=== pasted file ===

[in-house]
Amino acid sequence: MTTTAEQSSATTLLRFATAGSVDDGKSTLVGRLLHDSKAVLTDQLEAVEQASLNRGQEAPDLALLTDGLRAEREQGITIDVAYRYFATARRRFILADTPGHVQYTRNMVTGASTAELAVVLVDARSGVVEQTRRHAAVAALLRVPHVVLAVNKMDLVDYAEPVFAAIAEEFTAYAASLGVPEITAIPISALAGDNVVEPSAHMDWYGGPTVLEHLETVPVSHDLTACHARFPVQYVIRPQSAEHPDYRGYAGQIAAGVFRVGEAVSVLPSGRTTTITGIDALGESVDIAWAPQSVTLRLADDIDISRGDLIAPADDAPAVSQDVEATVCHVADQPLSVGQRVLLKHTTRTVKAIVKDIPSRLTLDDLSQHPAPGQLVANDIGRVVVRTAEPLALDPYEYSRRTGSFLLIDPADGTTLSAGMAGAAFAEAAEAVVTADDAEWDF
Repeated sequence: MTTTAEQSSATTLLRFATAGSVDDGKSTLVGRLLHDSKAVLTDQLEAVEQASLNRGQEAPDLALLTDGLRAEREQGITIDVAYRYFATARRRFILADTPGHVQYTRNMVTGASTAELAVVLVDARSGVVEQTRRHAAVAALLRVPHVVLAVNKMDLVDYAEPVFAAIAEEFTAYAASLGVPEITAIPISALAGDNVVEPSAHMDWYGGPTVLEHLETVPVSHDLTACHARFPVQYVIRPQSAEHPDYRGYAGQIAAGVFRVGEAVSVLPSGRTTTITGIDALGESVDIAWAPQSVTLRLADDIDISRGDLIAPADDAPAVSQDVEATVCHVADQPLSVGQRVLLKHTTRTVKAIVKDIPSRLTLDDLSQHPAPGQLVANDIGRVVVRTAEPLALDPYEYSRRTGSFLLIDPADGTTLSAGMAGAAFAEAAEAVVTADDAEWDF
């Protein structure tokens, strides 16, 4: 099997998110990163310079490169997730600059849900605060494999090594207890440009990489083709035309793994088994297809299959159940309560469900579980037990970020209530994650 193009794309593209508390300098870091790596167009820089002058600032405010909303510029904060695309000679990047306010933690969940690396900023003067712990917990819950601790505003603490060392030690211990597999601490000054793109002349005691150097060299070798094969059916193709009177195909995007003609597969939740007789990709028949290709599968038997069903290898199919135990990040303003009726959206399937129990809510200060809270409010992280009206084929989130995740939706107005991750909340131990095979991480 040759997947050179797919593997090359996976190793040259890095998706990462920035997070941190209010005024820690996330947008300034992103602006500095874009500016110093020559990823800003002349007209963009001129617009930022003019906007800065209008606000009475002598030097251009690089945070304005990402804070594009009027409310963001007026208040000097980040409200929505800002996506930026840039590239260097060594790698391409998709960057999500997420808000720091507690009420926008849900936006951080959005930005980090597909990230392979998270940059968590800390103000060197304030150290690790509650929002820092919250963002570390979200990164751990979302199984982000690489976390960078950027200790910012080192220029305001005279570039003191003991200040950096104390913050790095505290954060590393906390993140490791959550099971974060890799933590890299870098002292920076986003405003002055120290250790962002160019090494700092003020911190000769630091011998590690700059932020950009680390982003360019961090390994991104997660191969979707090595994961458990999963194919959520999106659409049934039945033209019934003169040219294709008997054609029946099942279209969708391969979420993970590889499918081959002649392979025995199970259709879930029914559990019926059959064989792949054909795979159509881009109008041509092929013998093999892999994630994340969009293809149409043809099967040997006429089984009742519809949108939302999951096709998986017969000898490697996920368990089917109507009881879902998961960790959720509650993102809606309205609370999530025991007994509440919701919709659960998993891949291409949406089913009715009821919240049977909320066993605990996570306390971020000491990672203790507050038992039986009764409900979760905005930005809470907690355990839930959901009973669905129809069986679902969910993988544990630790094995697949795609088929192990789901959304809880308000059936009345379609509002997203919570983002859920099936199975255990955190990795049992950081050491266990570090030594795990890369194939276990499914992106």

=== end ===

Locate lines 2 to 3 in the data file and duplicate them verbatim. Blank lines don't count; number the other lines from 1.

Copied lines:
Amino acid sequence: MTTTAEQSSATTLLRFATAGSVDDGKSTLVGRLLHDSKAVLTDQLEAVEQASLNRGQEAPDLALLTDGLRAEREQGITIDVAYRYFATARRRFILADTPGHVQYTRNMVTGASTAELAVVLVDARSGVVEQTRRHAAVAALLRVPHVVLAVNKMDLVDYAEPVFAAIAEEFTAYAASLGVPEITAIPISALAGDNVVEPSAHMDWYGGPTVLEHLETVPVSHDLTACHARFPVQYVIRPQSAEHPDYRGYAGQIAAGVFRVGEAVSVLPSGRTTTITGIDALGESVDIAWAPQSVTLRLADDIDISRGDLIAPADDAPAVSQDVEATVCHVADQPLSVGQRVLLKHTTRTVKAIVKDIPSRLTLDDLSQHPAPGQLVANDIGRVVVRTAEPLALDPYEYSRRTGSFLLIDPADGTTLSAGMAGAAFAEAAEAVVTADDAEWDF
Repeated sequence: MTTTAEQSSATTLLRFATAGSVDDGKSTLVGRLLHDSKAVLTDQLEAVEQASLNRGQEAPDLALLTDGLRAEREQGITIDVAYRYFATARRRFILADTPGHVQYTRNMVTGASTAELAVVLVDARSGVVEQTRRHAAVAALLRVPHVVLAVNKMDLVDYAEPVFAAIAEEFTAYAASLGVPEITAIPISALAGDNVVEPSAHMDWYGGPTVLEHLETVPVSHDLTACHARFPVQYVIRPQSAEHPDYRGYAGQIAAGVFRVGEAVSVLPSGRTTTITGIDALGESVDIAWAPQSVTLRLADDIDISRGDLIAPADDAPAVSQDVEATVCHVADQPLSVGQRVLLKHTTRTVKAIVKDIPSRLTLDDLSQHPAPGQLVANDIGRVVVRTAEPLALDPYEYSRRTGSFLLIDPADGTTLSAGMAGAAFAEAAEAVVTADDAEWDF